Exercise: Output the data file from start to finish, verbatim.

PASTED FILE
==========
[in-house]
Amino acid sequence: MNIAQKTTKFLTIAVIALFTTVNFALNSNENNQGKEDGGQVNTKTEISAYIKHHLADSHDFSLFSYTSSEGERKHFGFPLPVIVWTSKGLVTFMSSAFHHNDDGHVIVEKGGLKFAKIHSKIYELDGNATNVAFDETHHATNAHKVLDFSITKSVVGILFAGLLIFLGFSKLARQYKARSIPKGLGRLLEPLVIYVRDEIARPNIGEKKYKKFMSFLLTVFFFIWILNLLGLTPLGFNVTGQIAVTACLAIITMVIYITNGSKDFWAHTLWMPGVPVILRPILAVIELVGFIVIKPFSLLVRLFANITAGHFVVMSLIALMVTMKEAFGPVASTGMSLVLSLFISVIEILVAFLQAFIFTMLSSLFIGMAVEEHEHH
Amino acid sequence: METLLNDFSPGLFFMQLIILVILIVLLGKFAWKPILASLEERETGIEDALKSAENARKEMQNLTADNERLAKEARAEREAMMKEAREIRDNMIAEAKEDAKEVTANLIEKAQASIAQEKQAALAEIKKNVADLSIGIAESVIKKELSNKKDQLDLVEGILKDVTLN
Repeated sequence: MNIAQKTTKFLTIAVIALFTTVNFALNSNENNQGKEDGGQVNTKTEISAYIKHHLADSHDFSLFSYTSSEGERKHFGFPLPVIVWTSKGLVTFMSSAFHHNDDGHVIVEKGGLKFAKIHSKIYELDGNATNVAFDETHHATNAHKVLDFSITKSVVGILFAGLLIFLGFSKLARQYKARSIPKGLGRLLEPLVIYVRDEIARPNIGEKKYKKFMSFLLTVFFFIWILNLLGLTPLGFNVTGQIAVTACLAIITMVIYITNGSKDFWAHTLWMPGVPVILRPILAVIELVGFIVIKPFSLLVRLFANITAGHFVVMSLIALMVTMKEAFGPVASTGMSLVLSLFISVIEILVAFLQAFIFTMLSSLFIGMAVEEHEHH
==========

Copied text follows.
[in-house]
Amino acid sequence: MNIAQKTTKFLTIAVIALFTTVNFALNSNENNQGKEDGGQVNTKTEISAYIKHHLADSHDFSLFSYTSSEGERKHFGFPLPVIVWTSKGLVTFMSSAFHHNDDGHVIVEKGGLKFAKIHSKIYELDGNATNVAFDETHHATNAHKVLDFSITKSVVGILFAGLLIFLGFSKLARQYKARSIPKGLGRLLEPLVIYVRDEIARPNIGEKKYKKFMSFLLTVFFFIWILNLLGLTPLGFNVTGQIAVTACLAIITMVIYITNGSKDFWAHTLWMPGVPVILRPILAVIELVGFIVIKPFSLLVRLFANITAGHFVVMSLIALMVTMKEAFGPVASTGMSLVLSLFISVIEILVAFLQAFIFTMLSSLFIGMAVEEHEHH
Amino acid sequence: METLLNDFSPGLFFMQLIILVILIVLLGKFAWKPILASLEERETGIEDALKSAENARKEMQNLTADNERLAKEARAEREAMMKEAREIRDNMIAEAKEDAKEVTANLIEKAQASIAQEKQAALAEIKKNVADLSIGIAESVIKKELSNKKDQLDLVEGILKDVTLN
Repeated sequence: MNIAQKTTKFLTIAVIALFTTVNFALNSNENNQGKEDGGQVNTKTEISAYIKHHLADSHDFSLFSYTSSEGERKHFGFPLPVIVWTSKGLVTFMSSAFHHNDDGHVIVEKGGLKFAKIHSKIYELDGNATNVAFDETHHATNAHKVLDFSITKSVVGILFAGLLIFLGFSKLARQYKARSIPKGLGRLLEPLVIYVRDEIARPNIGEKKYKKFMSFLLTVFFFIWILNLLGLTPLGFNVTGQIAVTACLAIITMVIYITNGSKDFWAHTLWMPGVPVILRPILAVIELVGFIVIKPFSLLVRLFANITAGHFVVMSLIALMVTMKEAFGPVASTGMSLVLSLFISVIEILVAFLQAFIFTMLSSLFIGMAVEEHEHH